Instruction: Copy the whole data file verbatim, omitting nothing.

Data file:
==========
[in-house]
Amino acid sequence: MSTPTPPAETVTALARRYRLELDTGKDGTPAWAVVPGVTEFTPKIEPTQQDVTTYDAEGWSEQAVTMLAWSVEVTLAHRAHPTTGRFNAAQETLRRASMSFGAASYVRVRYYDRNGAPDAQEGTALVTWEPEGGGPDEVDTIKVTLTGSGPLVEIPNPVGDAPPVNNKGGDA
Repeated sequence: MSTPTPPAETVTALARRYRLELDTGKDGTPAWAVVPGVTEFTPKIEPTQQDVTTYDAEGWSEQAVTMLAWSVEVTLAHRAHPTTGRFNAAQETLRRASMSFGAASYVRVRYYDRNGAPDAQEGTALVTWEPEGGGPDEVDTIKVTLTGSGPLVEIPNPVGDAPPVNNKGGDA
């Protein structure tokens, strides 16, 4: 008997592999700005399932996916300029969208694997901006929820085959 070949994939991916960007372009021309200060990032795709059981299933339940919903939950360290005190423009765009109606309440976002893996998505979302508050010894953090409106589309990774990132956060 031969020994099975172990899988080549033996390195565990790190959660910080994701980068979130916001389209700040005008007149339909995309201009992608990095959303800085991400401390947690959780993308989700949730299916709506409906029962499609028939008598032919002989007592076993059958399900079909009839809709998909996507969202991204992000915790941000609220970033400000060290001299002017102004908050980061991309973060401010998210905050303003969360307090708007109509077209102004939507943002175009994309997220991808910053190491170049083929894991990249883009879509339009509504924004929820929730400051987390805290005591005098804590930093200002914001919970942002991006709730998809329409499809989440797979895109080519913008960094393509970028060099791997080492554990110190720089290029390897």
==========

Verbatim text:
[in-house]
Amino acid sequence: MSTPTPPAETVTALARRYRLELDTGKDGTPAWAVVPGVTEFTPKIEPTQQDVTTYDAEGWSEQAVTMLAWSVEVTLAHRAHPTTGRFNAAQETLRRASMSFGAASYVRVRYYDRNGAPDAQEGTALVTWEPEGGGPDEVDTIKVTLTGSGPLVEIPNPVGDAPPVNNKGGDA
Repeated sequence: MSTPTPPAETVTALARRYRLELDTGKDGTPAWAVVPGVTEFTPKIEPTQQDVTTYDAEGWSEQAVTMLAWSVEVTLAHRAHPTTGRFNAAQETLRRASMSFGAASYVRVRYYDRNGAPDAQEGTALVTWEPEGGGPDEVDTIKVTLTGSGPLVEIPNPVGDAPPVNNKGGDA
């Protein structure tokens, strides 16, 4: 008997592999700005399932996916300029969208694997901006929820085959 070949994939991916960007372009021309200060990032795709059981299933339940919903939950360290005190423009765009109606309440976002893996998505979302508050010894953090409106589309990774990132956060 031969020994099975172990899988080549033996390195565990790190959660910080994701980068979130916001389209700040005008007149339909995309201009992608990095959303800085991400401390947690959780993308989700949730299916709506409906029962499609028939008598032919002989007592076993059958399900079909009839809709998909996507969202991204992000915790941000609220970033400000060290001299002017102004908050980061991309973060401010998210905050303003969360307090708007109509077209102004939507943002175009994309997220991808910053190491170049083929894991990249883009879509339009509504924004929820929730400051987390805290005591005098804590930093200002914001919970942002991006709730998809329409499809989440797979895109080519913008960094393509970028060099791997080492554990110190720089290029390897």